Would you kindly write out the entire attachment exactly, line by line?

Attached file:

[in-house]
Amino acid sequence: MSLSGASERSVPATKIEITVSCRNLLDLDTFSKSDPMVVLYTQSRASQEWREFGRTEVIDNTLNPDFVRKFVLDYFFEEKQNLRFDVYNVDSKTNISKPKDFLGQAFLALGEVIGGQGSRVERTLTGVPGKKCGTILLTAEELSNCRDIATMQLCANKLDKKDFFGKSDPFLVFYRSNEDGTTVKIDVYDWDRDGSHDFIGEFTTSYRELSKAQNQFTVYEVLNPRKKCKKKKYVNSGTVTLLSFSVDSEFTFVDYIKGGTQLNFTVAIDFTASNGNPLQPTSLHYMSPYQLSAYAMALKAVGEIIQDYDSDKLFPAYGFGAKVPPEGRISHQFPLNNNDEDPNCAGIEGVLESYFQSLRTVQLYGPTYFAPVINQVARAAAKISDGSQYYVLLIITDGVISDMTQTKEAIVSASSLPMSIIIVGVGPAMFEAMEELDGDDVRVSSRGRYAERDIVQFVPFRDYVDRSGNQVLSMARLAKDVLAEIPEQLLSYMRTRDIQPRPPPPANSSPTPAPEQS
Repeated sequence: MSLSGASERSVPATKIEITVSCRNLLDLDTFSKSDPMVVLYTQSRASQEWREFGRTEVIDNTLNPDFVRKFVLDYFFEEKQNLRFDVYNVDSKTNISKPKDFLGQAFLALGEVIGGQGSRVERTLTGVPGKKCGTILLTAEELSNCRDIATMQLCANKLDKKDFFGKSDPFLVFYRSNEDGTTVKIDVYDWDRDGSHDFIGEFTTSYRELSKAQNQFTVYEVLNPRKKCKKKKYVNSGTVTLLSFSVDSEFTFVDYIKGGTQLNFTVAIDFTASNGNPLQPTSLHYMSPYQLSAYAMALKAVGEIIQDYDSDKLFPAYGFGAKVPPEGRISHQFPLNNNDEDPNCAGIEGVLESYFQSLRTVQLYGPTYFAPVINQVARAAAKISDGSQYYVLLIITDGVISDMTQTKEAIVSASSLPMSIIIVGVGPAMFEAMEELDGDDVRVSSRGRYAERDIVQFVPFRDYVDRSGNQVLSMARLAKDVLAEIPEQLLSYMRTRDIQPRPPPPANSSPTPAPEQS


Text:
[in-house]
Amino acid sequence: MSLSGASERSVPATKIEITVSCRNLLDLDTFSKSDPMVVLYTQSRASQEWREFGRTEVIDNTLNPDFVRKFVLDYFFEEKQNLRFDVYNVDSKTNISKPKDFLGQAFLALGEVIGGQGSRVERTLTGVPGKKCGTILLTAEELSNCRDIATMQLCANKLDKKDFFGKSDPFLVFYRSNEDGTTVKIDVYDWDRDGSHDFIGEFTTSYRELSKAQNQFTVYEVLNPRKKCKKKKYVNSGTVTLLSFSVDSEFTFVDYIKGGTQLNFTVAIDFTASNGNPLQPTSLHYMSPYQLSAYAMALKAVGEIIQDYDSDKLFPAYGFGAKVPPEGRISHQFPLNNNDEDPNCAGIEGVLESYFQSLRTVQLYGPTYFAPVINQVARAAAKISDGSQYYVLLIITDGVISDMTQTKEAIVSASSLPMSIIIVGVGPAMFEAMEELDGDDVRVSSRGRYAERDIVQFVPFRDYVDRSGNQVLSMARLAKDVLAEIPEQLLSYMRTRDIQPRPPPPANSSPTPAPEQS
Repeated sequence: MSLSGASERSVPATKIEITVSCRNLLDLDTFSKSDPMVVLYTQSRASQEWREFGRTEVIDNTLNPDFVRKFVLDYFFEEKQNLRFDVYNVDSKTNISKPKDFLGQAFLALGEVIGGQGSRVERTLTGVPGKKCGTILLTAEELSNCRDIATMQLCANKLDKKDFFGKSDPFLVFYRSNEDGTTVKIDVYDWDRDGSHDFIGEFTTSYRELSKAQNQFTVYEVLNPRKKCKKKKYVNSGTVTLLSFSVDSEFTFVDYIKGGTQLNFTVAIDFTASNGNPLQPTSLHYMSPYQLSAYAMALKAVGEIIQDYDSDKLFPAYGFGAKVPPEGRISHQFPLNNNDEDPNCAGIEGVLESYFQSLRTVQLYGPTYFAPVINQVARAAAKISDGSQYYVLLIITDGVISDMTQTKEAIVSASSLPMSIIIVGVGPAMFEAMEELDGDDVRVSSRGRYAERDIVQFVPFRDYVDRSGNQVLSMARLAKDVLAEIPEQLLSYMRTRDIQPRPPPPANSSPTPAPEQS